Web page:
Rep. Ron Kind, one of two Democrats to vote against the bill, said in a statement, “We … need to ensure that good officers are not subjected to frivolous lawsuits, which may force them to leave their profession and make the recruitment of good people into law enforcement more difficult.”
Said Jared Golden, the other Democrat to oppose, “Because I understand what it is like to make split-second, life-and-death decisions under pressure, and out of respect for the difficult decisions confronting law enforcement officers in the line of duty, I will not support this legislation today. Eliminating qualified immunity for law enforcement officers could result in unintended consequences for both individual law enforcement officers and the profession as a whole.”
American Rescue Plan
The Senate passed their version of the American Rescue Plan Saturday in a 50-49 party-line vote.
Sen. Dan Sullivan was absent due to the death of his father-in-law, making a tie-breaking vote by Vice President Kamala Harris unnecessary.
The vote followed a marathon, all-night vote-a-rama that lasted more than 25 hours, which was earlier preceded by a 10-hour reading of the 628-page bill, made necessary by an objection by Sen. Ron Johnson designed to delay the proceedings.
The Senate bill largely mirrors the bill passed in the House with a few notable exceptions.
For one, the Senate bill does not contain the $15 minimum wage hike that the House bill did. Sen. Bernie Sanders had attempted to insert the wage increase into the bill via amendment — despite the Senate parliamentarian ruling that it be excluded — but failed to amass the 60 votes required to waive the Budget Act, with all Republicans voting in opposition along with one independent and seven Democrats.
Another change of note: Unemployment insurance benefits will be lowered to $300 per week, down from the $400 passed in the House. The aid, however, will extend through Sept. 6 — roughly a week longer than the House’s Aug. 29 expiration — and the first $10,200 will be nontaxable for households with incomes under $150,000.
And while Sen. Lisa Murkowski ultimately voted against the bill, she worked with Sen. Manchin on an amendment that will redirect roughly $800 million in funding toward assistance for homeless children, which the Senate adopted by voice vote.
The Senate also added a provision that would make student loan forgiveness passed between Dec 31, 2020 and Jan 1, 2026 tax-free.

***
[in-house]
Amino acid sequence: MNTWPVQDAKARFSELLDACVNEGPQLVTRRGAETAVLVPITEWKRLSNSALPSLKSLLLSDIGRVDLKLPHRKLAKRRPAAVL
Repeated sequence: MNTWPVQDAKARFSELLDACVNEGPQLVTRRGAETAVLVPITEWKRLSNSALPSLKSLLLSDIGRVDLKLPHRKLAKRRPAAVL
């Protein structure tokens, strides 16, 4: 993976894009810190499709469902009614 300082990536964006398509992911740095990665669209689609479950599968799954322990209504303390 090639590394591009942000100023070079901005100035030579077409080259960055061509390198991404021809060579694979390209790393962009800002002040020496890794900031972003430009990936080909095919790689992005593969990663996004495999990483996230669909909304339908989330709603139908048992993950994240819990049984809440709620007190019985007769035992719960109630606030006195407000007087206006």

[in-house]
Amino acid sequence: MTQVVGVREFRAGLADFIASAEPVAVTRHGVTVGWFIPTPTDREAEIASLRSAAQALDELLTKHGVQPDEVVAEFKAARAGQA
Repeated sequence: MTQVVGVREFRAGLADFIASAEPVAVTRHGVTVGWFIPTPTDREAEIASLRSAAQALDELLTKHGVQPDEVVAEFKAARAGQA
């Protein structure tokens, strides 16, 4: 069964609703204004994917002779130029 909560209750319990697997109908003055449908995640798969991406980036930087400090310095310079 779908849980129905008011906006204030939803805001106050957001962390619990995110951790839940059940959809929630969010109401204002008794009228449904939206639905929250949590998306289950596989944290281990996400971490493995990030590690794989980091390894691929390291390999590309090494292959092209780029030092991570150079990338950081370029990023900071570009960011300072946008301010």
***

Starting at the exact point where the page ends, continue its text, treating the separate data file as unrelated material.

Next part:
With these changes recorded, the bill will now revert to the House, where it is expected to pass in a final vote Wednesday.
President Biden said in February, “The biggest risk is not going too big, it’s if we go too small. We’ve been here before. When this nation hit the Great Recession that Barack and I inherited in 2009, I was asked to lead the effort on the economic Recovery Act to get it passed. It was a big recovery package, roughly $800 billion. I did everything I could to get it passed, including getting three Republicans to change their votes and vote for it.
But it wasn’t enough. It wasn’t quite big enough. It stemmed the crisis, but the recovery could have been faster and even bigger. Today, we need an answer that meets the challenge of this crisis, not one that falls short.”
Indeed, while our economic recovery has been faster than initially expected, economists suspect that the last relief package is at least partly responsible for the acceleration. And we have yet to see a sustained rebound in unemployment or labor force participation.
As labor economist Julia Pollak said ahead of the release of February’s jobs report, hiring figures last month remain “disappointing” and “not consistent with a robust recovery.”
Said White House National Economic Council Director Brian Deese, “Let’s put this jobs number in perspective. One, we are 9.5 million jobs behind where we were a year ago, that’s a bigger jobs hole than any point in the Great Recession. Number two, the unemployment rate, the measured unemployment rate, is 6.2%, but that doesn’t capture the fact that we’ve seen historic reductions in the labor force.”
The American Rescue Plan is expected to address and mitigate these realities.
While most agree that further relief is needed, the American Rescue Plan has been criticized as being wasteful, bloated, and fiscally imprudent.
The nonpartisan Congressional Budget Office projected this week that the relief package will add $1.862 trillion to the national deficit over 10 years, with the bulk of the spending occurring in fiscal year 2021. And aside from the impact to the debt and deficit, some economists worry that the bill will lead to economic overheating and a spike in inflation and market interest rates.
Other critics see the bill as an abuse of crisis — the opportunistic leveraging of a national emergency to expand government.
“This isn’t a pandemic rescue package,” said Senate Minority Leader Mitch McConnell. “It’s a parade of left-wing pet projects that they are ramming through during a pandemic.”